A few wrong steps and that’s the end of someone’s belief that they are good enough.

The reason this is so important to me is because I’ve always struggled with social anxiety and the feeling of ‘not being good enough’. I suspect this has quietened a little as I approach thirty and have worked at a few different studios to notice that it’s never really been about me. A creative Director might not like my work, but that doesn’t mean my work isn’t good enough. It’s all a matter of taste. I’ve learnt not to take it too personally. But I appreciate how fragile you become when your creative work is being judged again and again. There’s a joke I’ve heard a few times in design, and that’s that you’re only as good as your last project. There’s an element of truth to this when putting a bad idea down in front of a creative Director always holds the paranoia of them forever thinking that you have bad taste (this is taken advantage of by those ‘bad’ studios that pressure designers into working late every day to get that false sense of satisfaction that you’ve appeased the powers that be). 



At the other end of the spectrum, people can have egos the size of a planet. They think people deserve what they get given. This isn’t just a middle-class thing, It’s been interesting to note that people from a working class background can just as easily adopt this frame of mind. I had it hard. If I can do it, you can do it. 

This frame of mind, I believe, is a symptom of a lack of awareness around the concept of luck and the role it’s played in their journey. You may have battled for opportunities, had an undying passion, but is that really all It took? When your worth is so easily tied to your creative output, can you blame someone for giving up when they keep stumbling across misfortune? Did you really manage to do it all without a helping hand from anyone? 

Sometimes all it takes is one person telling you you’re good enough. Some people don’t even have that.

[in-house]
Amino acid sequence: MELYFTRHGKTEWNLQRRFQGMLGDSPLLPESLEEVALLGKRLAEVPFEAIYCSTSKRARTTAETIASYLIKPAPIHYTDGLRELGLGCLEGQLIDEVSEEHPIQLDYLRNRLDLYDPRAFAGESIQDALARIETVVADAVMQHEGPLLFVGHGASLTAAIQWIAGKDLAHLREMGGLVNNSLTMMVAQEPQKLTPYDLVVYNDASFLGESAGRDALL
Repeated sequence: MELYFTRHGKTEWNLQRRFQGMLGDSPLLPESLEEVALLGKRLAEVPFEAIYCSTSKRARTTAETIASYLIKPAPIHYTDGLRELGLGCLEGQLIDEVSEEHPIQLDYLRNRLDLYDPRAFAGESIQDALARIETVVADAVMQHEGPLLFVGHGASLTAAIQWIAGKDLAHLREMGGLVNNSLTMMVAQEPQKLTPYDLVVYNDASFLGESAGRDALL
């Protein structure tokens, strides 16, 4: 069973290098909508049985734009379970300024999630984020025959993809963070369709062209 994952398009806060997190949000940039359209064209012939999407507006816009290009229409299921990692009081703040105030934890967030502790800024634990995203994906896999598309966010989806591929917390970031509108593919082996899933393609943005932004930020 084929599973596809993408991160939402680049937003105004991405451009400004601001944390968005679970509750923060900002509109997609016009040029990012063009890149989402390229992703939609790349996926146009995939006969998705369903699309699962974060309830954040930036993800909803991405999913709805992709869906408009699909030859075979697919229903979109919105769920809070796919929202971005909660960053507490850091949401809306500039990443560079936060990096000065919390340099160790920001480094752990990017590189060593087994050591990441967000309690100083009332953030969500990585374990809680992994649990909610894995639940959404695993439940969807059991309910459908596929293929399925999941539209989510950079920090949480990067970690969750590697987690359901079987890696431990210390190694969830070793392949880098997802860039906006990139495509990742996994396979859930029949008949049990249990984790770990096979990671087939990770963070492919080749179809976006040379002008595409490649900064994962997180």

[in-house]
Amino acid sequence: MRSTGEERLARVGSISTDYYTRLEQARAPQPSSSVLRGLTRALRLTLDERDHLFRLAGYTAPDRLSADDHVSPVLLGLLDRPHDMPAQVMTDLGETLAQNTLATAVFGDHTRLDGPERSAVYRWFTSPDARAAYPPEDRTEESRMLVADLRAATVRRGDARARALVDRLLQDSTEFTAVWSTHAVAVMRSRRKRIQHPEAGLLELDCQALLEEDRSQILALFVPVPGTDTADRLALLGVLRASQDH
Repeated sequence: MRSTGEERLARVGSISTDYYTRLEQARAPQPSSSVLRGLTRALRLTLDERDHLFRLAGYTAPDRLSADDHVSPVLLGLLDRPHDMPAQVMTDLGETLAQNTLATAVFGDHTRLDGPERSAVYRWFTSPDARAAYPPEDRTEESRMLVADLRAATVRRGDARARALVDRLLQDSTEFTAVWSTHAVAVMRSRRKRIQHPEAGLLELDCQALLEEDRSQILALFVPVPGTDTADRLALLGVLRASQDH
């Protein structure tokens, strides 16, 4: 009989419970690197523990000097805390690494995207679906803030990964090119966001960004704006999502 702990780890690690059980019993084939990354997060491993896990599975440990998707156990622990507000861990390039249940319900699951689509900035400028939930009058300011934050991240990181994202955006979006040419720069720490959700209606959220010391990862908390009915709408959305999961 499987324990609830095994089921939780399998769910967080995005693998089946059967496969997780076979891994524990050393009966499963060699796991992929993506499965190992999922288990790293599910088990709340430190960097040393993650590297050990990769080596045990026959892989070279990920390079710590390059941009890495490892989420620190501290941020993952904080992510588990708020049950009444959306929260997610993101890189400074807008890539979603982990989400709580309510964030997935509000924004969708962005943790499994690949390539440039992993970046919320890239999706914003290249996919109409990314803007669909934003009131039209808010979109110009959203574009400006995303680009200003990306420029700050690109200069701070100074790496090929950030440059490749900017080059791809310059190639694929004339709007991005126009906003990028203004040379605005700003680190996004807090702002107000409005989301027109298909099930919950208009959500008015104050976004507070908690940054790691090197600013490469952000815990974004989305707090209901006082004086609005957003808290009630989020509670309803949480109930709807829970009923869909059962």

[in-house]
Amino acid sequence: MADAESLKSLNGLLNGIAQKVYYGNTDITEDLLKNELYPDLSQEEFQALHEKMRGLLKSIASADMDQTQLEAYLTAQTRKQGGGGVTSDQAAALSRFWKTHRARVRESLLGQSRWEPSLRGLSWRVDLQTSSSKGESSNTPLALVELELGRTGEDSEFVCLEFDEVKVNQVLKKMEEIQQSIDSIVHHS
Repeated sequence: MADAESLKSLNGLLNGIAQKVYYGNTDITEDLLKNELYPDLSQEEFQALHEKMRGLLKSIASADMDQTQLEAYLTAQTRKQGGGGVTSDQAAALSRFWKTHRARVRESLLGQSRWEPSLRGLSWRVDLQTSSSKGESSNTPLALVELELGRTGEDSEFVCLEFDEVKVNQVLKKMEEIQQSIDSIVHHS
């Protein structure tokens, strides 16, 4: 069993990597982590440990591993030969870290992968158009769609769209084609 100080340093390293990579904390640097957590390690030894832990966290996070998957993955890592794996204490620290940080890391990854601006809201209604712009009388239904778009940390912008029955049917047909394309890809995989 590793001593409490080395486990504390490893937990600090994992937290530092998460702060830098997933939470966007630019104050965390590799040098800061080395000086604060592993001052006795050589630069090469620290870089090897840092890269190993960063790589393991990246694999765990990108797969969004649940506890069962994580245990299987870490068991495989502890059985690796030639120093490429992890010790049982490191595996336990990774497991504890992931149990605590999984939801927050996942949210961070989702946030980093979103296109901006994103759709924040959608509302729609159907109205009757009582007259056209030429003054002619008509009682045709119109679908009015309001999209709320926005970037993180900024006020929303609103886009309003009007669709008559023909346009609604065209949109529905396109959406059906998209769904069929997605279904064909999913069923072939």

I suppose what I’m trying to say is that no matter your achievements or job title, never forget to acknowledge the role luck has played. It will keep your feet on the ground, but more importantly, it will remind you to share that luck with others who are less fortunate. Luck is unbiased, the sobering fact is that you are no more special than the next person, you’re just a fortunate string of circumstances that have worked for you but not worked for others. So if you get a foot up – that’s great! Give yourself a pat on the back. But remember to give a hand to others who are on that same journey too. Share that luck around!





 











Want to read more?



Writing is a passion of mine that I don’t often get to fulfill. If you liked this article – let me know!
It will inspire me to write more. Drop me a line of feedback at itsconmchugh@gmail.com
























































































Want to collaborate on your next project?hello@conmchugh.uk

For all other enquiries, including talks and portfolio reviews

itsconmchugh@gmail.com








As of July 2024, 5% of all profits will be donated to Medical Aid for Palestinians.
If you’d like to learn more, visit MAP

Copyright © 2024 Con McHugh. All rights reserved.